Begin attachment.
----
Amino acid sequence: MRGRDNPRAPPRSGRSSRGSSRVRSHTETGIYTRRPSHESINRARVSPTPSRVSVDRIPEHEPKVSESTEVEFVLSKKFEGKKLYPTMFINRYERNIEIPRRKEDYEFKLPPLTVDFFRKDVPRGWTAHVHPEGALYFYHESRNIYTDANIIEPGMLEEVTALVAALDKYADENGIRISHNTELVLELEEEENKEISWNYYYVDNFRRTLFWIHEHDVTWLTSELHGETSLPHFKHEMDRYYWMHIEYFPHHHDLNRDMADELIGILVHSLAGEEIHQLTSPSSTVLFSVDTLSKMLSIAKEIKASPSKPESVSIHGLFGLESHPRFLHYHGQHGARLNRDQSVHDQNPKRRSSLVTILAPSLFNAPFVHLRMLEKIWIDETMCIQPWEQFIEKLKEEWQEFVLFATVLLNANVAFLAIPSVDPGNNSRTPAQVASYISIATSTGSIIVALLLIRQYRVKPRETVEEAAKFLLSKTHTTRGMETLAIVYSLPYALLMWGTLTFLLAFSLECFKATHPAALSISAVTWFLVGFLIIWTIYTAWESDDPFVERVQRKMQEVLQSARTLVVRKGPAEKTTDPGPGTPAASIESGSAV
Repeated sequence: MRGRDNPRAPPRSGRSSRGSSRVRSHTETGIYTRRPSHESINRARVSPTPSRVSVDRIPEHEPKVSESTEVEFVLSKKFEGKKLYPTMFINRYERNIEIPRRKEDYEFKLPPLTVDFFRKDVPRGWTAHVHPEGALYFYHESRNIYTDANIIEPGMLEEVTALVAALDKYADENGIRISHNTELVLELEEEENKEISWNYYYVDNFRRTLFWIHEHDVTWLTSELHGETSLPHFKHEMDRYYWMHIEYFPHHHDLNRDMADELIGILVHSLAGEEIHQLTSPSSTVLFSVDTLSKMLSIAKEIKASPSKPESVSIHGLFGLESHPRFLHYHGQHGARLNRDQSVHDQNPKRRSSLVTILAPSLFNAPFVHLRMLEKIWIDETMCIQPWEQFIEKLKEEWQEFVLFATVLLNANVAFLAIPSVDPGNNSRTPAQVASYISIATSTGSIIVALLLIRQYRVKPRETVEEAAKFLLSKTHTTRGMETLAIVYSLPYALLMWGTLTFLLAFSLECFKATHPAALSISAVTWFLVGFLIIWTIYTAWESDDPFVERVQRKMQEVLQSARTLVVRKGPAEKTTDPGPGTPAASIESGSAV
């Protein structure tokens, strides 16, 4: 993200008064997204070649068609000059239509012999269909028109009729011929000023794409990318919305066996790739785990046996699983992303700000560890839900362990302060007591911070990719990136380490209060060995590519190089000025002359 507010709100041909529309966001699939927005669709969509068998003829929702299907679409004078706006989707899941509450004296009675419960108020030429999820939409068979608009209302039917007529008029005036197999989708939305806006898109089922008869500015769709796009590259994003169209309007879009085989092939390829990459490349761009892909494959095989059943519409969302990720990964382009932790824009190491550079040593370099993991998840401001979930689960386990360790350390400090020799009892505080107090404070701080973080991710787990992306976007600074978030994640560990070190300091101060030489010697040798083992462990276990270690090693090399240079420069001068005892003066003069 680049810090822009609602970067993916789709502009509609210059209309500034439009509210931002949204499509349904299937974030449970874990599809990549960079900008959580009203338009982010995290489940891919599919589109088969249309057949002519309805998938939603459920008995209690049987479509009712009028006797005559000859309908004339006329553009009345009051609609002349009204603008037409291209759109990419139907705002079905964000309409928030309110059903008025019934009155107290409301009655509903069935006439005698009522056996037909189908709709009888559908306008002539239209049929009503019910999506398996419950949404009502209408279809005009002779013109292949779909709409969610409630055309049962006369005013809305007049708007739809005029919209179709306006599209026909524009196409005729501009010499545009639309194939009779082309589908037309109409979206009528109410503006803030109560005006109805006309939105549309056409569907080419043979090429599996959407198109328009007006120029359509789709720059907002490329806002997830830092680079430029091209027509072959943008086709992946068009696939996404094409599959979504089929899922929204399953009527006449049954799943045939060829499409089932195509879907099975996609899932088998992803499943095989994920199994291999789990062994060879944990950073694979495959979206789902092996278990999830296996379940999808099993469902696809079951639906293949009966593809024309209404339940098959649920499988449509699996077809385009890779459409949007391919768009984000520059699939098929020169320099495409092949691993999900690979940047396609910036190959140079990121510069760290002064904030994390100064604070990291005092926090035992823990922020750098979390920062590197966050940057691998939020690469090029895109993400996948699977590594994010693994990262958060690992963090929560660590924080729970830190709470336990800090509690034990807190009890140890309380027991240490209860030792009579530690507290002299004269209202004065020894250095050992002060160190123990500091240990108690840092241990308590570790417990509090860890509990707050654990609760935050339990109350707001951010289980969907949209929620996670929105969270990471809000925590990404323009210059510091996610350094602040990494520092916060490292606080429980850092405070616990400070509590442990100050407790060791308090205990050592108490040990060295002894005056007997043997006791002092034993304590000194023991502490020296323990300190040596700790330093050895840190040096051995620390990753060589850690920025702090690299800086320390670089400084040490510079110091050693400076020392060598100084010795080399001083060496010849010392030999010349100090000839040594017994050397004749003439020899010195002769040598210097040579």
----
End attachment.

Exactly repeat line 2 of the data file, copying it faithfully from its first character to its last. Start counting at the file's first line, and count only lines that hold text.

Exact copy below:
Repeated sequence: MRGRDNPRAPPRSGRSSRGSSRVRSHTETGIYTRRPSHESINRARVSPTPSRVSVDRIPEHEPKVSESTEVEFVLSKKFEGKKLYPTMFINRYERNIEIPRRKEDYEFKLPPLTVDFFRKDVPRGWTAHVHPEGALYFYHESRNIYTDANIIEPGMLEEVTALVAALDKYADENGIRISHNTELVLELEEEENKEISWNYYYVDNFRRTLFWIHEHDVTWLTSELHGETSLPHFKHEMDRYYWMHIEYFPHHHDLNRDMADELIGILVHSLAGEEIHQLTSPSSTVLFSVDTLSKMLSIAKEIKASPSKPESVSIHGLFGLESHPRFLHYHGQHGARLNRDQSVHDQNPKRRSSLVTILAPSLFNAPFVHLRMLEKIWIDETMCIQPWEQFIEKLKEEWQEFVLFATVLLNANVAFLAIPSVDPGNNSRTPAQVASYISIATSTGSIIVALLLIRQYRVKPRETVEEAAKFLLSKTHTTRGMETLAIVYSLPYALLMWGTLTFLLAFSLECFKATHPAALSISAVTWFLVGFLIIWTIYTAWESDDPFVERVQRKMQEVLQSARTLVVRKGPAEKTTDPGPGTPAASIESGSAV